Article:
Tuesday, July 15, 2008

Go Easy On Your Adrenals

Adrenal Glands - wiki


Help Your Adrenals By Banishing Stress!

They look like golden-yellow crowns on the heads of the bean-shaped kidneys. How proudly the kidneys preen with the crowns on them! Their beauty belies the heavy responsibility these crowns carry on their shoulders. These small beauties are called Adrenal glands in medical parlance; and they give us the power to handle stress and strain in our life. Whatever else they do in the body, besides.

image by scol22, sxc.hu


The Adrenals are the first to take a hit the moment we encounter a stress-centric situation. In consultation with the distantly-located Hypothalamus and the pituitary, two buddies in the body-chemistry-management game, the Adrenals secrete the all-important cortisol chemical which helps us to be better prepared for handling stress, whenever we decide that the situation demands that we be stressful. Strange, yet true, that it is our decision to be stressed.

image by elisafox, sxc.hu


There are stresses and then there are stresses. One type of stress is that which is enhancing and enriching, like in confronting a situation as a challenge, thrill and excitement. The second type is debilitating and which we find difficult to resolve through our usual mechanisms of coping. These are the ones that demand huge amounts of cortisol, requiring the adrenals to burn faster.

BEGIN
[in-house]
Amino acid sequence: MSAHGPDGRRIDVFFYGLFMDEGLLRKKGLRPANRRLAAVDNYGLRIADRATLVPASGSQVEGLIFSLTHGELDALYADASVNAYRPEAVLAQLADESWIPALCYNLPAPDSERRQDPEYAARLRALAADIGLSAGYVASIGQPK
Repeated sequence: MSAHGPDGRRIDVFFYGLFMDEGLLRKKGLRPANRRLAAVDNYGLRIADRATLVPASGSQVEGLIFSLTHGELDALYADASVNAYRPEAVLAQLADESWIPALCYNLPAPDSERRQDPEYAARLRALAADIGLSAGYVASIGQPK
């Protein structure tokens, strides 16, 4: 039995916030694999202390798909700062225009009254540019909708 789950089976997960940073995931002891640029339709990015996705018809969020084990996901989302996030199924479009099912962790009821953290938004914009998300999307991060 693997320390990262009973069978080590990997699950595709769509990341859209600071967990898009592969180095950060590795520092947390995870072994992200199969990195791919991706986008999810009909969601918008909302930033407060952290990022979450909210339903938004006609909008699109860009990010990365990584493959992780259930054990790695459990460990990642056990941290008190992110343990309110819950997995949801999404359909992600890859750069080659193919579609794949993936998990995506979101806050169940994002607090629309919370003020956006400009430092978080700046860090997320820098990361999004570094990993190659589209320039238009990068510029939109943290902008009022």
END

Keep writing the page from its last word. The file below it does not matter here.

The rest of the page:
image by ortega, sxc.hu


Poor things, there is a limit to how much you can drive them. A stage comes when they give up, and we say that "adrenal fatigue" has set in. That is when all the psychosomatic conditions begin manifesting. Google the term "adrenal fatigue", and close to four hundred thousand pages pop up on this subject.

image by float, sxc.hu


While the doctors recommend a host of therapeutic interventions to resolve the problem, the exact reasons that trigger stress are still in the realm of mystery for science. What could be extremely distressful for one person could be par for the course for another. The first person's adrenals may secrete huge amounts of cortisol, while for the other person it is hardly worth the effort. So isn't the root of stress linked to individual personalities more than it is connected with the brain's chemistry?

image by magtzedong, sxc.hu


But the second person who brushed aside the stress may have something else that gives them the goose bumps. A brave man who shoots down a lion without even getting up from bed, while we cringe away in fear; may jump from the same bed at the sight of a mouse, which we dangle before him. Any ideas why this happens?

image by vassiliki, sxc.hu


My guess about the answer to this is our thoughts. The answer also lies in our decision about which thoughts we allow to enter our mind, which thoughts we allow to dwell upon, and which thoughts we decide to discard or ignore. (Here is yet another take on this subject.)

image by buzzybee, sxc.hu